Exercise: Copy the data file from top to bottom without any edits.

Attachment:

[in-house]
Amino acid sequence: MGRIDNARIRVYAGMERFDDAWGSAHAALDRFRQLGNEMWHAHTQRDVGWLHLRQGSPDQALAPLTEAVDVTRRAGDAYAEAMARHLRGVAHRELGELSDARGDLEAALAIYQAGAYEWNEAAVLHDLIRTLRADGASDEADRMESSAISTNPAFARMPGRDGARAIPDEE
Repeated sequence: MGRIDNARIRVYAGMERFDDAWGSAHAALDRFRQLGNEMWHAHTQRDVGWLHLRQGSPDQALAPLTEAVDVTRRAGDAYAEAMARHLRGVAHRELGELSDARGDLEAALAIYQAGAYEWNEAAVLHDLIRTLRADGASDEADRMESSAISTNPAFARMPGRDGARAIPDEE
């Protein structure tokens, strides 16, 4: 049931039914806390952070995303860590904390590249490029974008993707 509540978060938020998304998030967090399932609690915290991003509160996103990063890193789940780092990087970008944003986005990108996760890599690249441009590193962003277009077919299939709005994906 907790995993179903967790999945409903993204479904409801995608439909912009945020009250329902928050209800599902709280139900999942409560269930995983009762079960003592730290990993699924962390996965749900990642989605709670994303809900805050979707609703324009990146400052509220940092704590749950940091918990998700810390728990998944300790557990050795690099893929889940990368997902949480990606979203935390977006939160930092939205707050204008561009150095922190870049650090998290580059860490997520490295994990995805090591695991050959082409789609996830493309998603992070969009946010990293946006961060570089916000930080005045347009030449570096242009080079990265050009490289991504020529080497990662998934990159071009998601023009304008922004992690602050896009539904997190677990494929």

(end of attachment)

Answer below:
[in-house]
Amino acid sequence: MGRIDNARIRVYAGMERFDDAWGSAHAALDRFRQLGNEMWHAHTQRDVGWLHLRQGSPDQALAPLTEAVDVTRRAGDAYAEAMARHLRGVAHRELGELSDARGDLEAALAIYQAGAYEWNEAAVLHDLIRTLRADGASDEADRMESSAISTNPAFARMPGRDGARAIPDEE
Repeated sequence: MGRIDNARIRVYAGMERFDDAWGSAHAALDRFRQLGNEMWHAHTQRDVGWLHLRQGSPDQALAPLTEAVDVTRRAGDAYAEAMARHLRGVAHRELGELSDARGDLEAALAIYQAGAYEWNEAAVLHDLIRTLRADGASDEADRMESSAISTNPAFARMPGRDGARAIPDEE
């Protein structure tokens, strides 16, 4: 049931039914806390952070995303860590904390590249490029974008993707 509540978060938020998304998030967090399932609690915290991003509160996103990063890193789940780092990087970008944003986005990108996760890599690249441009590193962003277009077919299939709005994906 907790995993179903967790999945409903993204479904409801995608439909912009945020009250329902928050209800599902709280139900999942409560269930995983009762079960003592730290990993699924962390996965749900990642989605709670994303809900805050979707609703324009990146400052509220940092704590749950940091918990998700810390728990998944300790557990050795690099893929889940990368997902949480990606979203935390977006939160930092939205707050204008561009150095922190870049650090998290580059860490997520490295994990995805090591695991050959082409789609996830493309998603992070969009946010990293946006961060570089916000930080005045347009030449570096242009080079990265050009490289991504020529080497990662998934990159071009998601023009304008922004992690602050896009539904997190677990494929």